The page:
Some U.S. consumers are turning to grocery and restaurant delivery services during the coronavirus pandemic, though most are not increasing their takeout dining orders and still prefer a trip to their local market, according to a survey by Kagan, a media market research group within S&P Global Market Intelligence.
Out of 1,002 people polled in the survey, conducted March 27-29, 59.9% said they were not ordering more takeout meals and delivery from restaurants as a result of coronavirus, while 40.1% said they were ordering more from these services. Some experts think the coronavirus pandemic is pushing more customers to try ordering delivery from restaurants as dining across the country is forced to close. Companies are also getting creative with delivery methods to serve customers in areas with social distancing rules in place.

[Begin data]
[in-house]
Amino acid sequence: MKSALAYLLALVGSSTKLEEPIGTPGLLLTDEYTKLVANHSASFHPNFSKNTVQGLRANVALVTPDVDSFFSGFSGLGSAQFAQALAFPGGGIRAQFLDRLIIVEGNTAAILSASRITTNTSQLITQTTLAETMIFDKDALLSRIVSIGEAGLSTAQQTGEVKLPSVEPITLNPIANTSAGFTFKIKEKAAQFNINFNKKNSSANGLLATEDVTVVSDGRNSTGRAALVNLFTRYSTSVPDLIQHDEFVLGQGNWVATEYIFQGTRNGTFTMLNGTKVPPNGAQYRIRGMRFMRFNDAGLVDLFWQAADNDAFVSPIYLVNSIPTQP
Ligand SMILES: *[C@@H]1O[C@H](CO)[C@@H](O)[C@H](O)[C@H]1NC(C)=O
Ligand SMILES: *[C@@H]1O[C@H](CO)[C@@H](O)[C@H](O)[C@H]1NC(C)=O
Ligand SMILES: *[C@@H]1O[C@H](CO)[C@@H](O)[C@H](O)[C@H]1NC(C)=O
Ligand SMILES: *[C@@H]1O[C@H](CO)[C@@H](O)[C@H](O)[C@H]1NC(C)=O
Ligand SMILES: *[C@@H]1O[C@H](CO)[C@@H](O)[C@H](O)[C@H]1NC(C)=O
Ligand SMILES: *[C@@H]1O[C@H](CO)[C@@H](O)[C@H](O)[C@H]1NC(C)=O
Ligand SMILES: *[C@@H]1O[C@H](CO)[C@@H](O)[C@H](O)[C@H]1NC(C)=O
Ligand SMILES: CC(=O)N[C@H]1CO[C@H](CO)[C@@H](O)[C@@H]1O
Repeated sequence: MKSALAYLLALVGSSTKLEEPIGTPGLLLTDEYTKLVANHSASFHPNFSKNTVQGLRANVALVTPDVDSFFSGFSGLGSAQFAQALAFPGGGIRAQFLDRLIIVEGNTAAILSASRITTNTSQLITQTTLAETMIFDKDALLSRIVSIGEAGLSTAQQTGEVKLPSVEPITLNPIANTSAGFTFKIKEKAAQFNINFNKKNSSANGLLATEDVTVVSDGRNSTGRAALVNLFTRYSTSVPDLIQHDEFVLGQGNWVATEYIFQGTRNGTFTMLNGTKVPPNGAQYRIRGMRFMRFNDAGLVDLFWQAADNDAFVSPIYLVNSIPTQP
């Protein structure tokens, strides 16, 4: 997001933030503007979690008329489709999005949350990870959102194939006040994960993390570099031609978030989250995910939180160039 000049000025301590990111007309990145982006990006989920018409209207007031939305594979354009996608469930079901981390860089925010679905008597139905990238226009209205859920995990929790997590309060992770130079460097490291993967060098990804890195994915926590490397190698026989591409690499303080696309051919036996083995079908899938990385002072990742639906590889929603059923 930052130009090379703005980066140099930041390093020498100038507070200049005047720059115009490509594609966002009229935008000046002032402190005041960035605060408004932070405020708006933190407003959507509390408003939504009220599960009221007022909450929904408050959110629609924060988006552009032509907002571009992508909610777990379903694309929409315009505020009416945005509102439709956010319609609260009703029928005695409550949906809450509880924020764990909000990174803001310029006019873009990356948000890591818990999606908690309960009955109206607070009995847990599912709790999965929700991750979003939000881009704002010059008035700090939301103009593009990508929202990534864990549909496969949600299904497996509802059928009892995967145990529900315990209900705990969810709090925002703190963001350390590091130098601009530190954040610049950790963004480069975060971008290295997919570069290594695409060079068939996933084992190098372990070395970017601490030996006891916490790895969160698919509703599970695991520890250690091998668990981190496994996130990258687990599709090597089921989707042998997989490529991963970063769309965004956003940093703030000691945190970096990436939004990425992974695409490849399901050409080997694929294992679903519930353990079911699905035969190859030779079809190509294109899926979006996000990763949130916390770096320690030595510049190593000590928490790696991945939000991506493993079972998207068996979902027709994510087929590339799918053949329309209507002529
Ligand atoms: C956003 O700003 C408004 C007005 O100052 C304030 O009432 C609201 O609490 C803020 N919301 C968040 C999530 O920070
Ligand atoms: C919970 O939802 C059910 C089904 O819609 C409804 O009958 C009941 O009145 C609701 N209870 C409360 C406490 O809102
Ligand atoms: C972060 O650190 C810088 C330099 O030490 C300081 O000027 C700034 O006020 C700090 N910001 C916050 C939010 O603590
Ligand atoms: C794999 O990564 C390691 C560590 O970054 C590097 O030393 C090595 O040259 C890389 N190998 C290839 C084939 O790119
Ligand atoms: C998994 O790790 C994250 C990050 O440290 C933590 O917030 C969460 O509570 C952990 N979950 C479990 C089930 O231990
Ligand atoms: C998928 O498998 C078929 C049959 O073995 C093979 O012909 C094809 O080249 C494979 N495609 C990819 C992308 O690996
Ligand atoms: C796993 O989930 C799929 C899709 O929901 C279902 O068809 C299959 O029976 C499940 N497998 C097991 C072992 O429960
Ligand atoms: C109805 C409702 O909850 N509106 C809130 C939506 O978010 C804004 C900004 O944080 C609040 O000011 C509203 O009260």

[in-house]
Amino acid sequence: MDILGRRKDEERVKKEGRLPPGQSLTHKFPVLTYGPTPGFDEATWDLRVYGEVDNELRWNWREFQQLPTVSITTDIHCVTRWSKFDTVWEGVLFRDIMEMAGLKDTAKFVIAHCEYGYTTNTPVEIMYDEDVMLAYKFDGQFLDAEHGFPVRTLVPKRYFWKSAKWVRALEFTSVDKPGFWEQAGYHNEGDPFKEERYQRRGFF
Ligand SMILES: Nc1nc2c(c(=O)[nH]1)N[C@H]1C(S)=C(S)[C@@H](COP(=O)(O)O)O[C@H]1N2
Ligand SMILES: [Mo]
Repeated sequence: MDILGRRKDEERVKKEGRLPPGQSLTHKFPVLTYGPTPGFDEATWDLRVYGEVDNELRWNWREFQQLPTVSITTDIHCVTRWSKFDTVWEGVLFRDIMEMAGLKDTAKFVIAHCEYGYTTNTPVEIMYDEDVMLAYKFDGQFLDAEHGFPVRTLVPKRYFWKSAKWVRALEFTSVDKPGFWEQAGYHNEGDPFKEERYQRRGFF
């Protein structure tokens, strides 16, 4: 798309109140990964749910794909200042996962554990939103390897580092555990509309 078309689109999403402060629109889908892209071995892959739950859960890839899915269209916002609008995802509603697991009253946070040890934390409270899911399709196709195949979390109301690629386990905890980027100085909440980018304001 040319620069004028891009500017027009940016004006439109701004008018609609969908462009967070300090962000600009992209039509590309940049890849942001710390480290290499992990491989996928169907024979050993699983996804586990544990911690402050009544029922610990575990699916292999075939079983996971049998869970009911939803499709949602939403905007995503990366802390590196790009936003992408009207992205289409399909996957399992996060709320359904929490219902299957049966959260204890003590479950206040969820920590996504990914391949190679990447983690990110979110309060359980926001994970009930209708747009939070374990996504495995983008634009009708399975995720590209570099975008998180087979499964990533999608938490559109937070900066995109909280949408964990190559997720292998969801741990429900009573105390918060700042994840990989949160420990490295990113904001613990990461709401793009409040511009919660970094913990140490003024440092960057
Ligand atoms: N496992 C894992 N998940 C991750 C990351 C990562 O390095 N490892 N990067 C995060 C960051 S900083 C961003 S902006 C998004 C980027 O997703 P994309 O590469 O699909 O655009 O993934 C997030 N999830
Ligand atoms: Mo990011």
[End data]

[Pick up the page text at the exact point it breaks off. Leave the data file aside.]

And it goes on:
Many are wondering whether the pandemic and society's response to it will usher in long-term cultural change, John Fletcher, an analyst with Kagan, said in an interview.
"This might change our behavior permanently," Fletcher said. "But who knows, maybe we'll all forget about this in 18 months."
Of those who reported to Kagan that they had tried a restaurant delivery service for the first time because of the coronavirus, 115 respondents said they tried Grubhub Inc., 107 said they tried Postmates Inc. and 100 said they used Uber Technologies Inc.'s Uber Eats. There were 94 who said they were ordering delivery from restaurants for the first time.
More than half the people Kagan surveyed said they still primarily go to the market for their grocery shopping, while 17.4% said they do all their grocery shopping online and 21.4% said they shop both online and at the store for groceries. Still, online ordering from companies like Amazon.com Inc. has increased in ways that are straining supply chains and raising calls from workers for more support as they do their jobs during a pandemic.